Tag Archives: pope leo x

Memoirs of a Gnostic Dwarf

Hermetic Library fellow T Polyphilus reviews Memoirs of a Gnostic Dwarf by the pseudonymous David Madsen, from Daedalus Limited:

David Madsen's Memoirs of a Gnostic Dwarf from Daedalus Limited

 

Surprisingly and delightfully, this novel is exactly what the title promises. Set in the early 16th century e.v., it consists of the memoirs of a dwarf serving as a chamberlain in the court of Leo X, the Medici pope. The book recounts his rescue from his impoverished origins by a post-Catharist Gnostic underground, and his subsequent involvement in various intrigues. The rituals of the Gnostic Brotherhood are beautifully rendered and worthwhile reading in their own right. Everything in the text, including vivid episodes of carnality, spirituality, and atrocity, seems calculated to illustrate the philosophical premises of the Gnostic creed embraced by the narrator.

E.G.C. members will find that the historical aspects of the story provide a context for our Gnostic saints Alexander VI and Ulrich von Hutten—both of whom are the subjects of incidental and unflattering references.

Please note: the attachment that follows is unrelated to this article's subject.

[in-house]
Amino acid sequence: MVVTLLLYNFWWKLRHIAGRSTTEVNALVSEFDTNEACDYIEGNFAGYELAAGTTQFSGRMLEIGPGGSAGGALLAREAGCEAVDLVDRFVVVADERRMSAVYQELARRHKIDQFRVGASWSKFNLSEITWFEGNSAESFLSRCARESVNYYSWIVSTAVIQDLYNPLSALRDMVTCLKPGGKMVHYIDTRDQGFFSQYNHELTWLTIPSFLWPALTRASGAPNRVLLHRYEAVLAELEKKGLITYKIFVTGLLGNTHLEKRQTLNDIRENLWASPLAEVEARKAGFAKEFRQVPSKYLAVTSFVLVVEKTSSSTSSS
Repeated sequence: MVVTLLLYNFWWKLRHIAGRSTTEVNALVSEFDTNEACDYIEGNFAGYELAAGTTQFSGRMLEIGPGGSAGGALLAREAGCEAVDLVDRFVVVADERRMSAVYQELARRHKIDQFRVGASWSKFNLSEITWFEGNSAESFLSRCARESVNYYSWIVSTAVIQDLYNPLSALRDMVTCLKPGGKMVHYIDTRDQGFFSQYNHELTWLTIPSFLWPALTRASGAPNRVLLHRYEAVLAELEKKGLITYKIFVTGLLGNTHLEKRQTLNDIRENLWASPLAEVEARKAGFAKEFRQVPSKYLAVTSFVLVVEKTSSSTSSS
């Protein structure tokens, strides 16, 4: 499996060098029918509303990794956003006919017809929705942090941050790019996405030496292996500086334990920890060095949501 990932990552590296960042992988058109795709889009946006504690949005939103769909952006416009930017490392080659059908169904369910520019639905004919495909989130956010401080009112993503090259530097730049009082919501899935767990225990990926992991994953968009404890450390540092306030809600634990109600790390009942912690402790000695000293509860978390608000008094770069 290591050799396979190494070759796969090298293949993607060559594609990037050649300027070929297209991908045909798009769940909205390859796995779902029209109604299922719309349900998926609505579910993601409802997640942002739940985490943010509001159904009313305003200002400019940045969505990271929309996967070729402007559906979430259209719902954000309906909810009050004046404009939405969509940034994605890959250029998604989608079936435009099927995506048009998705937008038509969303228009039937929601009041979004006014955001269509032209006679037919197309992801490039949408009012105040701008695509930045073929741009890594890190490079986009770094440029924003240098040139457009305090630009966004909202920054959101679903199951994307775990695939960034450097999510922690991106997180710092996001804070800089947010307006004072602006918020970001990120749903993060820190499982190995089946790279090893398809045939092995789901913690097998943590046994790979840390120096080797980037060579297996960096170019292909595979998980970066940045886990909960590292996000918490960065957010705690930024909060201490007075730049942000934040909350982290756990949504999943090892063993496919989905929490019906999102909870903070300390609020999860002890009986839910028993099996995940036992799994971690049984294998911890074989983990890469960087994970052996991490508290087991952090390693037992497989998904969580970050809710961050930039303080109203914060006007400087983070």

The publisher notes that “Madsen” is the nom de plume of a religious scholar who specializes in studies of Gnosticism. The author has clearly taken on the literary mode in order to give play to his most detailed speculations about Gnostic continuation, and has in the process created a marvelous piece of art. [via]

 

 

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Commentary (ΜΕ) on ΚΕΦΑΛΗ ΜΕ Chinese Music in Liber CCCXXXIII, The Book of Lies by Aleister Crowley.

“We now, for the first time, attack the question of doubt.

‘The Soldier and the Hunchback’ should be carefully studied in this connection. The attitude recommended is scepticism, but a scepticism under control. Doubt inhibits action, as much as faith binds it. All the best Popes have been Atheists, but perhaps the greatest of them once remarked, ‘Quantum nobis prodest haec fabula Christi’.” [via, see, see]

“Quantum nobis prodest haec fabula Christi” widely attributed to Pope Leo X (trans. “It has served us well, this myth of Christ”)